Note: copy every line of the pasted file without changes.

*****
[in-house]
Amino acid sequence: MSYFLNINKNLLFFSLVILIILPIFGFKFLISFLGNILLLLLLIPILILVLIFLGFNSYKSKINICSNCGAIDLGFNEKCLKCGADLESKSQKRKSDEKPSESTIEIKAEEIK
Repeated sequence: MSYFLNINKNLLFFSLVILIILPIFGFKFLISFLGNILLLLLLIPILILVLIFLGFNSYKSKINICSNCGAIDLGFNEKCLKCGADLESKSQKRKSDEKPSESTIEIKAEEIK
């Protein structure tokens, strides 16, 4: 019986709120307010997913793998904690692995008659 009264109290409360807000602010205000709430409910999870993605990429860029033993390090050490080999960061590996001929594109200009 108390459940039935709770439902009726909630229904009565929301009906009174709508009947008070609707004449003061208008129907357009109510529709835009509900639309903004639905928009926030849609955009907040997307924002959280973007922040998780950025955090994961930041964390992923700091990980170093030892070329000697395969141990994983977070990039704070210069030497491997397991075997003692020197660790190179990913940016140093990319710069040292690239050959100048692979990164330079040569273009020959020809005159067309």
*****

[in-house]
Amino acid sequence: MSYFLNINKNLLFFSLVILIILPIFGFKFLISFLGNILLLLLLIPILILVLIFLGFNSYKSKINICSNCGAIDLGFNEKCLKCGADLESKSQKRKSDEKPSESTIEIKAEEIK
Repeated sequence: MSYFLNINKNLLFFSLVILIILPIFGFKFLISFLGNILLLLLLIPILILVLIFLGFNSYKSKINICSNCGAIDLGFNEKCLKCGADLESKSQKRKSDEKPSESTIEIKAEEIK
């Protein structure tokens, strides 16, 4: 019986709120307010997913793998904690692995008659 009264109290409360807000602010205000709430409910999870993605990429860029033993390090050490080999960061590996001929594109200009 108390459940039935709770439902009726909630229904009565929301009906009174709508009947008070609707004449003061208008129907357009109510529709835009509900639309903004639905928009926030849609955009907040997307924002959280973007922040998780950025955090994961930041964390992923700091990980170093030892070329000697395969141990994983977070990039704070210069030497491997397991075997003692020197660790190179990913940016140093990319710069040292690239050959100048692979990164330079040569273009020959020809005159067309």